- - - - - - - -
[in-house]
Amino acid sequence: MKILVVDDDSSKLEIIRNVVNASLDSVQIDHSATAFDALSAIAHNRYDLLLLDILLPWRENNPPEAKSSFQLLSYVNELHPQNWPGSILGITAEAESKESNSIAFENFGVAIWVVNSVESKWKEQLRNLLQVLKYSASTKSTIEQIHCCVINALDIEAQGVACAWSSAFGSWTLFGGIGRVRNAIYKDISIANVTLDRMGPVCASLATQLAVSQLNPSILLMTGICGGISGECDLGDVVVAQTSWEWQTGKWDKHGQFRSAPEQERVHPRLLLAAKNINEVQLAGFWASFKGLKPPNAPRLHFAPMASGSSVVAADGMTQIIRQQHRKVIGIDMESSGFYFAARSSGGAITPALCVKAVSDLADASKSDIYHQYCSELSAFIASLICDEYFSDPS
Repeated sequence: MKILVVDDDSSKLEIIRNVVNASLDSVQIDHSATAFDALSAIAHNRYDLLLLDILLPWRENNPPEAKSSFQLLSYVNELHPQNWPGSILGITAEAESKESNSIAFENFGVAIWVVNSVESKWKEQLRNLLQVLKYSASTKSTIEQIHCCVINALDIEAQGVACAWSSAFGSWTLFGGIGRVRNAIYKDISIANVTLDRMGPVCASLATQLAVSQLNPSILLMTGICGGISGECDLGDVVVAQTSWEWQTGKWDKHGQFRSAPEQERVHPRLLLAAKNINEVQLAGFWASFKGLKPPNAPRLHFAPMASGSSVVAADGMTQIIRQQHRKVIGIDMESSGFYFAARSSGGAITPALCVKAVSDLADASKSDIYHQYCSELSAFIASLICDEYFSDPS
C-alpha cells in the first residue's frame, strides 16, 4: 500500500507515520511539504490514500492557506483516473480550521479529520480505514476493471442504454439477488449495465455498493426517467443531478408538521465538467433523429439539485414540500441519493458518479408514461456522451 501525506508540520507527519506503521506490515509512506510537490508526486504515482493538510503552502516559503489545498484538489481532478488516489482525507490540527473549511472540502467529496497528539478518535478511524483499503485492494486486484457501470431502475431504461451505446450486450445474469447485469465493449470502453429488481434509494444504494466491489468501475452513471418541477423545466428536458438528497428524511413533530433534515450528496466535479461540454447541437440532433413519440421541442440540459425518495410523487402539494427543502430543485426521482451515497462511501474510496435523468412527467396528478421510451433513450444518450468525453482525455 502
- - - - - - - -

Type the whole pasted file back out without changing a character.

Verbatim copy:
[in-house]
Amino acid sequence: MKILVVDDDSSKLEIIRNVVNASLDSVQIDHSATAFDALSAIAHNRYDLLLLDILLPWRENNPPEAKSSFQLLSYVNELHPQNWPGSILGITAEAESKESNSIAFENFGVAIWVVNSVESKWKEQLRNLLQVLKYSASTKSTIEQIHCCVINALDIEAQGVACAWSSAFGSWTLFGGIGRVRNAIYKDISIANVTLDRMGPVCASLATQLAVSQLNPSILLMTGICGGISGECDLGDVVVAQTSWEWQTGKWDKHGQFRSAPEQERVHPRLLLAAKNINEVQLAGFWASFKGLKPPNAPRLHFAPMASGSSVVAADGMTQIIRQQHRKVIGIDMESSGFYFAARSSGGAITPALCVKAVSDLADASKSDIYHQYCSELSAFIASLICDEYFSDPS
Repeated sequence: MKILVVDDDSSKLEIIRNVVNASLDSVQIDHSATAFDALSAIAHNRYDLLLLDILLPWRENNPPEAKSSFQLLSYVNELHPQNWPGSILGITAEAESKESNSIAFENFGVAIWVVNSVESKWKEQLRNLLQVLKYSASTKSTIEQIHCCVINALDIEAQGVACAWSSAFGSWTLFGGIGRVRNAIYKDISIANVTLDRMGPVCASLATQLAVSQLNPSILLMTGICGGISGECDLGDVVVAQTSWEWQTGKWDKHGQFRSAPEQERVHPRLLLAAKNINEVQLAGFWASFKGLKPPNAPRLHFAPMASGSSVVAADGMTQIIRQQHRKVIGIDMESSGFYFAARSSGGAITPALCVKAVSDLADASKSDIYHQYCSELSAFIASLICDEYFSDPS
C-alpha cells in the first residue's frame, strides 16, 4: 500500500507515520511539504490514500492557506483516473480550521479529520480505514476493471442504454439477488449495465455498493426517467443531478408538521465538467433523429439539485414540500441519493458518479408514461456522451 501525506508540520507527519506503521506490515509512506510537490508526486504515482493538510503552502516559503489545498484538489481532478488516489482525507490540527473549511472540502467529496497528539478518535478511524483499503485492494486486484457501470431502475431504461451505446450486450445474469447485469465493449470502453429488481434509494444504494466491489468501475452513471418541477423545466428536458438528497428524511413533530433534515450528496466535479461540454447541437440532433413519440421541442440540459425518495410523487402539494427543502430543485426521482451515497462511501474510496435523468412527467396528478421510451433513450444518450468525453482525455 502